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Can the United States sustain its gathering momentum in Asia?

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US President Joe Biden arrives at the Leaders Retreat during the Asia-Pacific Economic Cooperation (APEC) Summit in San Francisco, California, US, 17 November 2023 (Photo: Reuters/Loren Elliott)

In Brief

In 2023, the United States made significant progress in Asia by bolstering its Asian alliances and fostering stronger connections with pivotal partners like India, Indonesia and Vietnam. The Biden administration also found firmer footing in its diplomatic ties with China. Still, internal political polarisation within the United States itself, coupled with conflicts around the world as well as the approaching US elections, pose challenges to sustaining American momentum in Asia in 2024.


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Last year was a strong year for US foreign policy in Asia. Washington strengthened key alliances, upgraded relations with important partners, advanced institutional innovations in forums such as the Quadrilateral Security Dialogue and took advantage of a favourable diplomatic calendar to improve its standing in the region — all while re-normalising relations with Beijing.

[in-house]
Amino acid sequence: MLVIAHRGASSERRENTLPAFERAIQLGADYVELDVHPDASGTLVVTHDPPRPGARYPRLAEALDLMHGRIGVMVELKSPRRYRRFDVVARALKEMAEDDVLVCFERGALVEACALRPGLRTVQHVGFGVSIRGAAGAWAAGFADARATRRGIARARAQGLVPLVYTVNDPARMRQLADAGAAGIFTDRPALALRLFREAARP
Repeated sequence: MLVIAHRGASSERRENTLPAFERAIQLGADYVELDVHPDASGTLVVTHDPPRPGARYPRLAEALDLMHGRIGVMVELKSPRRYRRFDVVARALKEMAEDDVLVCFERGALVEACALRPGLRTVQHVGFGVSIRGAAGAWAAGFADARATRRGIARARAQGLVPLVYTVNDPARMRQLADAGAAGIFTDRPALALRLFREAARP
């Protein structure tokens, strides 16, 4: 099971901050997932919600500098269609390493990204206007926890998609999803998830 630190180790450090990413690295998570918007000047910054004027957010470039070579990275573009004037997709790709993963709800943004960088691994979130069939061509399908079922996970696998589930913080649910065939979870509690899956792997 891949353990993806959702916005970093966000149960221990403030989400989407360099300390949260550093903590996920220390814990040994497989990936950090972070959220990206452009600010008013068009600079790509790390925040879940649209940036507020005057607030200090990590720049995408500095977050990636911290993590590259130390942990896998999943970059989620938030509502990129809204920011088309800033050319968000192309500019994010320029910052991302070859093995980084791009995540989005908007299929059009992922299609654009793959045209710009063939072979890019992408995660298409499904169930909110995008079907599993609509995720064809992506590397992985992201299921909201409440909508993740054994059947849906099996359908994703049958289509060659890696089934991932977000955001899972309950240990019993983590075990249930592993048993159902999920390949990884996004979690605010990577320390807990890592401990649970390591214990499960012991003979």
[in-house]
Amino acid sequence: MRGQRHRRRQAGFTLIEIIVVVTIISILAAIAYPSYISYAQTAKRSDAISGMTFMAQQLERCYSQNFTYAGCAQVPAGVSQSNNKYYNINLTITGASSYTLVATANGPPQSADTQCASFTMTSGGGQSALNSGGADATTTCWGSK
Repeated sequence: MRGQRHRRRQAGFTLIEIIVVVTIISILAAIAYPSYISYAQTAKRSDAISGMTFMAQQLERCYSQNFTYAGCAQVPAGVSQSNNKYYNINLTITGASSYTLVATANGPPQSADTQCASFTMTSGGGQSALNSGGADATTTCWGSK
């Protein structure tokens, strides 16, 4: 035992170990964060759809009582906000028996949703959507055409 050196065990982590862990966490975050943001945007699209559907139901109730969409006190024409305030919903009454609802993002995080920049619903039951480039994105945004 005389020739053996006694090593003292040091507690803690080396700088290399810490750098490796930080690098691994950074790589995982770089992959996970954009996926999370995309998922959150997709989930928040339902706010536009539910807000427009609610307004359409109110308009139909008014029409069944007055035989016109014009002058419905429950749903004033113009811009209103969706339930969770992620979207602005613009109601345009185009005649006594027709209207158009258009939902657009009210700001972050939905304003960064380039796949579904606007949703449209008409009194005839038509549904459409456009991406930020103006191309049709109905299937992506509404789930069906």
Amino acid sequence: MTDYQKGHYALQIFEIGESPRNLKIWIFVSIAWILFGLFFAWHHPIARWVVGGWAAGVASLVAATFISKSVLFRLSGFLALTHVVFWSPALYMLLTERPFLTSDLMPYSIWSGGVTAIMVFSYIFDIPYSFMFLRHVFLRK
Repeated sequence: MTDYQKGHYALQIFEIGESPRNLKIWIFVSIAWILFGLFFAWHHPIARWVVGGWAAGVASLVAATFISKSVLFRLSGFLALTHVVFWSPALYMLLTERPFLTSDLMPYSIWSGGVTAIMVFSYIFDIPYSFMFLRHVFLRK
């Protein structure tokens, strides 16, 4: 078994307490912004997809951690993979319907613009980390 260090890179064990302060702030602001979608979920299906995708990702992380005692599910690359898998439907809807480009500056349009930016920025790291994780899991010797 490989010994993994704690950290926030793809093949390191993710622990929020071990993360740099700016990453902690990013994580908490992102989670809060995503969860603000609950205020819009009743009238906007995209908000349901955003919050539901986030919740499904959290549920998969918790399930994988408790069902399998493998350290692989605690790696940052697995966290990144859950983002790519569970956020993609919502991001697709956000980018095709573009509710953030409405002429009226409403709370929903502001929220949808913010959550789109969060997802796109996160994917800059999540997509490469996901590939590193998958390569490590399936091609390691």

These advances are dividends of the Biden administration’s Asia strategy. Biden’s cabinet focused on domestic issues in 2021 and used 2022 to align more closely with key allies and partners. These efforts built a foundation from which the United States could step up its presence in Asia in 2023.

The United States upgraded its relations with Indonesia and Vietnam, two strong and rising players in Southeast Asia. It also deepened its relationship with India, particularly in the technology and defence sectors. Working in tandem with key partners such as Australia, the United States bolstered its presence in the Pacific Islands as well.